Mumbai: The rupee continued its downward spiral on Monday, brushing off finance minister Arun Jaitley’s package of measures to restore confidence in the currency as traders judged them as inadequate to arrest the decline.

In the absence of steps that will provide immediate support, the government’s efforts failed to prop up the battered currency.

The rupee weakened 0.9% to 72.51 a dollar from its previous close of 71.86. The currency opened at 72.49 a dollar on Monday and touched a low of 72.69 in intra-day trading, despite the government’s five-point plan, which was announced on Friday, to boost capital inflows and shrink the widening current account deficit.

Friday’s announcement included steps to support the currency, relaxing overseas borrowing restrictions on manufacturers, a review of hedging requirements on foreign currency borrowings by infrastructure companies, removal of withholding tax on masala bonds (rupee-denominated bonds sold overseas) and easing the cap that limits foreign investment in corporate bonds. To address concerns over an expanding current account deficit, the government also announced steps to cut down non-essential imports.

Given the build-up of expectations about the weekend meeting, the policy response probably disappointed market participants, said a Nomura Global markets research note to clients.

“The government’s announcement measures are not short-term measures, which could have an immediate impact on the rupee. There needs to be a significant change in sentiment," said the treasury officer of a state-run bank.

According to Moses Harding John, a former chief executive of India and East Africa at SBM Holdings and currency expert, the initial disappointment of not getting a big-bang reform announcement pushed the rupee to 72.69 per dollar in Monday’s trade. “It will take time till the sentiment improves. Interest rate actions should be enough to bring order in the market," he said. “Big-bang measures will accelerate foreign outflows. So, a neutral mode will be a better way. No action or a big-bang action will only add to volatility and the current cautious mode will emerge as prudent and sensible stance over short to medium term."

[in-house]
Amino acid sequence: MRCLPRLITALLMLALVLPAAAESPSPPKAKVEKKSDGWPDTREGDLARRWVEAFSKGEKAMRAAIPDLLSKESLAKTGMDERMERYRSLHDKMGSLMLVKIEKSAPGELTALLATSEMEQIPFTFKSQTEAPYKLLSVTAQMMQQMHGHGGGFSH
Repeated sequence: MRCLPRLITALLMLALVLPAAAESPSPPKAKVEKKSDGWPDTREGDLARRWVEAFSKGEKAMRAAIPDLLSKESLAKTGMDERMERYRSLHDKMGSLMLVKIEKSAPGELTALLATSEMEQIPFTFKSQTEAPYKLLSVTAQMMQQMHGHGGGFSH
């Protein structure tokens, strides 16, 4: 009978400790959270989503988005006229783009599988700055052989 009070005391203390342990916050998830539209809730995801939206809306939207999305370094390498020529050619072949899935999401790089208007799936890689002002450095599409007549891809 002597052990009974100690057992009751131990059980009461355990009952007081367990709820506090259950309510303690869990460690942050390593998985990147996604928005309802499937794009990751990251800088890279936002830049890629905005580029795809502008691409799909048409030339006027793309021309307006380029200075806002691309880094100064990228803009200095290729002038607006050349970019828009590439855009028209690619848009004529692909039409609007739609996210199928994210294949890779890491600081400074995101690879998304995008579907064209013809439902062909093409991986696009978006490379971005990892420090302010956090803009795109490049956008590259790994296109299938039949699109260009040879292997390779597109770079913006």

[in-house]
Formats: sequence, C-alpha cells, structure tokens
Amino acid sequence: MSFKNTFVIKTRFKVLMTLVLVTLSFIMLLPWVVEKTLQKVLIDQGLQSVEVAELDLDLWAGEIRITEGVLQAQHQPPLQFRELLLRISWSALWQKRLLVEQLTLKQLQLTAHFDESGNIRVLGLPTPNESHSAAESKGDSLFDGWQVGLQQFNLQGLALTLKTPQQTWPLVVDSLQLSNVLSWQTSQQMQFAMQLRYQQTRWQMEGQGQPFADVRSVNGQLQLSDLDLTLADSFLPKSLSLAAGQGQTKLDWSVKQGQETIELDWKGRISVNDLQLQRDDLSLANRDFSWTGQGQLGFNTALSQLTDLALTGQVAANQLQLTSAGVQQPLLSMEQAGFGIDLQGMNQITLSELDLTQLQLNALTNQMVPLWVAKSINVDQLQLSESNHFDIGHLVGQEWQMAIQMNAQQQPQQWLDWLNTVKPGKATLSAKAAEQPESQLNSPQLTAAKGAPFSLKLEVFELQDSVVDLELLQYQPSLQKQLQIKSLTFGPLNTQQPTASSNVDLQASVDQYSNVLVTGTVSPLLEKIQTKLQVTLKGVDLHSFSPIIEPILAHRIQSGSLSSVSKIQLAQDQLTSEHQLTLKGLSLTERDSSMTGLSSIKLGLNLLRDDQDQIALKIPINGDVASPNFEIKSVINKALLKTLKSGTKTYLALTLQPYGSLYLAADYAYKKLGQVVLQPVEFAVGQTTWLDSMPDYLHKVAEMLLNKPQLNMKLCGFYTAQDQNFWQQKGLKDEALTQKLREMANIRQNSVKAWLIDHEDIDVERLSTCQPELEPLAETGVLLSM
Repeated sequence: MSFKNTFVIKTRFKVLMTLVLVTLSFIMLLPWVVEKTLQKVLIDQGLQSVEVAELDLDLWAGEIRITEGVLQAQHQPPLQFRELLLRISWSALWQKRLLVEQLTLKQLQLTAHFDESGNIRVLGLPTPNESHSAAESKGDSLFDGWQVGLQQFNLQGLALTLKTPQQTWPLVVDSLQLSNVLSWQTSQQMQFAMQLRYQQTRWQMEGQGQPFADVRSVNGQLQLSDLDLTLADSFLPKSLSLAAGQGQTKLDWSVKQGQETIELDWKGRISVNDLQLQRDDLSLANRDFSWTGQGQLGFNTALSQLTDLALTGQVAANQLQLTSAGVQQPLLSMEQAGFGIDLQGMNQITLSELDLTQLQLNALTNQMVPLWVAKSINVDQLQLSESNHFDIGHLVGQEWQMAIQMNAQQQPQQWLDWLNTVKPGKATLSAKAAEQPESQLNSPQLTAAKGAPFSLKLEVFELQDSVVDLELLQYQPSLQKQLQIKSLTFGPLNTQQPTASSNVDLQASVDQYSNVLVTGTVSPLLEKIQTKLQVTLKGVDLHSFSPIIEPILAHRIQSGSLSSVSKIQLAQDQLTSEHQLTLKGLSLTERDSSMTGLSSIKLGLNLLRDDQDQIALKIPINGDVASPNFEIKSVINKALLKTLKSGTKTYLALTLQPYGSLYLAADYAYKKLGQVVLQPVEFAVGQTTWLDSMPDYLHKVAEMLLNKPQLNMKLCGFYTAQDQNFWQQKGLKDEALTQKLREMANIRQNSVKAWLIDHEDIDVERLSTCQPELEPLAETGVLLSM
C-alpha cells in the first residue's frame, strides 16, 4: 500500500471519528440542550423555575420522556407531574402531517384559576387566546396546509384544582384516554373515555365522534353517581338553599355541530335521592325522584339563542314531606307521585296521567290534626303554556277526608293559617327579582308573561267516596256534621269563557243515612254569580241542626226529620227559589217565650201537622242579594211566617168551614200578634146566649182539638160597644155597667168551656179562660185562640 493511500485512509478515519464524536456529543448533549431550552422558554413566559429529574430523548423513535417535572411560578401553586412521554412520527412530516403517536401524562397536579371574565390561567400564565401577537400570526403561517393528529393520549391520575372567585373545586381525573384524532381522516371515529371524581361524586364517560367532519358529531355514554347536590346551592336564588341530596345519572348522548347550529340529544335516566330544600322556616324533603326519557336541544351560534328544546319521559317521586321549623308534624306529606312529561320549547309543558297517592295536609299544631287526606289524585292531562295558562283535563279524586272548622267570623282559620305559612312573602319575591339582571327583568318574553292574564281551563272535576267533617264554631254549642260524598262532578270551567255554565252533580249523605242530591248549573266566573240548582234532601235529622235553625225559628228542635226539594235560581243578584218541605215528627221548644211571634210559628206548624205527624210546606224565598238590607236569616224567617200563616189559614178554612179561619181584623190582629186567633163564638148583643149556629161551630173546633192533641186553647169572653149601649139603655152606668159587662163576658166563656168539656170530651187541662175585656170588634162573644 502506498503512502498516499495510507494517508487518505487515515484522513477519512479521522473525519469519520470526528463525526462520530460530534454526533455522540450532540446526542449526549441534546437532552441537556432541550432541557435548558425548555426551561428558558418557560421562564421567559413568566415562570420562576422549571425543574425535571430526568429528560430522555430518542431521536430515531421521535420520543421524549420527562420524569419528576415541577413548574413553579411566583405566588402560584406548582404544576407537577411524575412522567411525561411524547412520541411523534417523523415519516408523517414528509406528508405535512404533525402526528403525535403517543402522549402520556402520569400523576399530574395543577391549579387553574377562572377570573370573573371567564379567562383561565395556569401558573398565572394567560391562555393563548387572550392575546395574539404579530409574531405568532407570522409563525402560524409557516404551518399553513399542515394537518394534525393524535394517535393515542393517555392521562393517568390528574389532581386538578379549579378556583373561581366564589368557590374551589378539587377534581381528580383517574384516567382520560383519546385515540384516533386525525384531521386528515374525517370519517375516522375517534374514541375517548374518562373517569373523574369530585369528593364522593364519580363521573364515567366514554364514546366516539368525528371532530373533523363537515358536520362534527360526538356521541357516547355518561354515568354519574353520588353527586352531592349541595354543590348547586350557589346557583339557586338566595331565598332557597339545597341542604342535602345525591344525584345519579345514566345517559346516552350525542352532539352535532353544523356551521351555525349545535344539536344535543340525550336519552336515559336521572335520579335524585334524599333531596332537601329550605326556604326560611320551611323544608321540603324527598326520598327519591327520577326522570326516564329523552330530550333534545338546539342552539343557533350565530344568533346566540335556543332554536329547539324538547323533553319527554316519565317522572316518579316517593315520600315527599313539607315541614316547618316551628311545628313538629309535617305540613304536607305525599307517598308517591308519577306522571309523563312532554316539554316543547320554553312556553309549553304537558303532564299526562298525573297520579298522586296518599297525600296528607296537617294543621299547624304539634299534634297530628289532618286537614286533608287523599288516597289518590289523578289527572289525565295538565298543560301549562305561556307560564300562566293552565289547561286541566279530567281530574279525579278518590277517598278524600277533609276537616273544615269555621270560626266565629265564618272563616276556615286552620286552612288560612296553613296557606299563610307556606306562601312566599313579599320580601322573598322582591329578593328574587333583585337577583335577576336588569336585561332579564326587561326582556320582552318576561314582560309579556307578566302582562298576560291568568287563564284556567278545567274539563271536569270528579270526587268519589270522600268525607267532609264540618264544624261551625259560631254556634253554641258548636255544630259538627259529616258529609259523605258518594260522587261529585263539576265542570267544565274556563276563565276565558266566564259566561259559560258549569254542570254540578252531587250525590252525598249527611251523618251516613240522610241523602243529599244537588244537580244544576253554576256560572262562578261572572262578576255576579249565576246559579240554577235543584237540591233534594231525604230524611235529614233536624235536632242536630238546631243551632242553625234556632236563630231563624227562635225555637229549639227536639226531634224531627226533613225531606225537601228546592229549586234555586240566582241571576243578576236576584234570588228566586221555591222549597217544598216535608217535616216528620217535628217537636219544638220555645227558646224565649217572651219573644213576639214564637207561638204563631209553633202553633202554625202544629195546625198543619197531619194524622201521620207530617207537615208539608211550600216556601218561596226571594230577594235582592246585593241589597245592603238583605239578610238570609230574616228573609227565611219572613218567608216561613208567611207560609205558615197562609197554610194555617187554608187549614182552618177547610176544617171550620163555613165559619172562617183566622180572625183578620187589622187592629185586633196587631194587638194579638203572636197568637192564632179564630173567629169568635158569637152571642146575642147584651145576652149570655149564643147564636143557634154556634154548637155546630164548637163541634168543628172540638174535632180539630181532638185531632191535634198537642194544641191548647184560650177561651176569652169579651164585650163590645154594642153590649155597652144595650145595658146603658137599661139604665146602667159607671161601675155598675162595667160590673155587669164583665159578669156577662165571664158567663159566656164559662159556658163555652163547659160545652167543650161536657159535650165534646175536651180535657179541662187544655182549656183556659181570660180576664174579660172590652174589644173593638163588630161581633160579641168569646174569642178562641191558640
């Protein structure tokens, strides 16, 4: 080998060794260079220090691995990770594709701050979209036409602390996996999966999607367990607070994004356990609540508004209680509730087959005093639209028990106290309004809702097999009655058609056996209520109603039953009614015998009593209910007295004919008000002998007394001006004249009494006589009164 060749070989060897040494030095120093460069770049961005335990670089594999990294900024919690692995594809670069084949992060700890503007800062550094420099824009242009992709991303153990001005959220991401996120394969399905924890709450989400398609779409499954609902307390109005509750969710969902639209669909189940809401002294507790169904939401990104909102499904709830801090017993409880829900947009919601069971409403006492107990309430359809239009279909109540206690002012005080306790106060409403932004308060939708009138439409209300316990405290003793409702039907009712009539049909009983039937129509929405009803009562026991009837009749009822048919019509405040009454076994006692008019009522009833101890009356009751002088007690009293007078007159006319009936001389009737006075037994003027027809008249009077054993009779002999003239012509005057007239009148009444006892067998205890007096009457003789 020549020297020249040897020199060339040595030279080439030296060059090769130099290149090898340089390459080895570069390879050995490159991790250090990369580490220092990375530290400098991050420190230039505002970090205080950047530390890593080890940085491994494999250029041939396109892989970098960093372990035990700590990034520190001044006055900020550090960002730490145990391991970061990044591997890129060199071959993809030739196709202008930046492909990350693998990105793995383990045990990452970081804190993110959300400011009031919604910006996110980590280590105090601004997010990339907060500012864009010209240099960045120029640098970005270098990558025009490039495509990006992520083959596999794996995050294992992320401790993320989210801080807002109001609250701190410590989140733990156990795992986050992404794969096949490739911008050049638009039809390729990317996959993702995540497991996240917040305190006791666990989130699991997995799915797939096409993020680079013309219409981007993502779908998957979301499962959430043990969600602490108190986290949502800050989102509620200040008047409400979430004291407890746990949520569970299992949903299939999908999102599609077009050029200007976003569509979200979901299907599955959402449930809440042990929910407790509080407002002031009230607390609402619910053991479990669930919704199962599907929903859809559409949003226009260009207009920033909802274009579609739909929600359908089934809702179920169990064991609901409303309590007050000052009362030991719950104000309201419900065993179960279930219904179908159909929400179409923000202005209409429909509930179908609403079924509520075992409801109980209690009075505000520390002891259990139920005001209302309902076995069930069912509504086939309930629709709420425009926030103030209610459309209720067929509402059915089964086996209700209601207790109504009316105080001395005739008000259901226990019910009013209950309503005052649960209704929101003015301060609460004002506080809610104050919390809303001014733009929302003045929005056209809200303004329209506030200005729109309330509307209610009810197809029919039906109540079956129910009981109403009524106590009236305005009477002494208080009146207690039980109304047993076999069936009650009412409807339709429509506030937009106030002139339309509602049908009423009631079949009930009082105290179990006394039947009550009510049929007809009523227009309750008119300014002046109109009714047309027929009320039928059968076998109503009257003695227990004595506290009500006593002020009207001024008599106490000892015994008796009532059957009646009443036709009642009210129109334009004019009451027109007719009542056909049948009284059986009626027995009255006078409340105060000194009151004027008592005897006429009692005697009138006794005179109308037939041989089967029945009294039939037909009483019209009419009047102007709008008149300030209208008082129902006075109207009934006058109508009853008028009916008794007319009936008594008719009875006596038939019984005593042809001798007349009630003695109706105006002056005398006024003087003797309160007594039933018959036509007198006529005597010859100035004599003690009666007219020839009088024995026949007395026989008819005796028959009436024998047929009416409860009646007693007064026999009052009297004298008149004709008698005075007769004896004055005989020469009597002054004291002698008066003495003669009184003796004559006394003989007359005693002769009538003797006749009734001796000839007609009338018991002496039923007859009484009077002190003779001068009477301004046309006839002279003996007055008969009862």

The 10-year bond yield closed at 8.098%, from its previous close of 8.127%. Bond yields and prices move in opposite directions. The Reserve Bank of India’s announcement to conduct open-market operations of 10,000 crore on 19 September helped improve market sentiment.

Stocks were further beaten down as Goldman Sachs, over the weekend, changed its investment view on Indian equities from overweight to marketweight. The downgrade came on the back of stretched valuations, macro-economic concerns, a slow-down in domestic institutional inflows and political uncertainty due to impending general elections.

BSE’s benchmark 30-share Sensex shed 505.13 points, or 1.33%, to close at 37,585.51, while National Stock Exchange’s 50-share Nifty dropped 1.19% to close at 11,377.75.

“The decline (in equity markets) today is more to do with the currency behaviour and the resultant withdrawal. Weak Asian peers also impacted the sentiment," said Deven Choksey, group managing director, KR Choksey Investment Managers Pvt. Ltd.

“The government measures announced on Friday are well-intended, but can only give results over next one year, and fail to provide immediate relief. We need measures that can provide immediate relief," Choksey said. “The equity market will continue to be volatile as long as currency continues its downward trajectory," he added.

Foreign institutional investors (FIIs) have been net sellers of Indian shares for five of the first eight sessions to 12 September, selling a net of $187.63 million in the period. Domestic institutional investors have been buyers of Indian shares since the start of September to Friday, pumping in a net of Rs. 2,284.39 crore in the period.

Only three sectoral indices managed to close higher on Monday. BSE Finance index and BSE Energy index fell the most, down 1.44% and 1.30% respectively.

Energy conglomerate Reliance Industries Ltd and financials contributed the most to the decline in the Sensex. Reliance Industries fell 2.12%. Mortgage lender Housing Development Finance Corp. Ltd dropped 2.47% while private lender HDFC Bank fell 1.81%.

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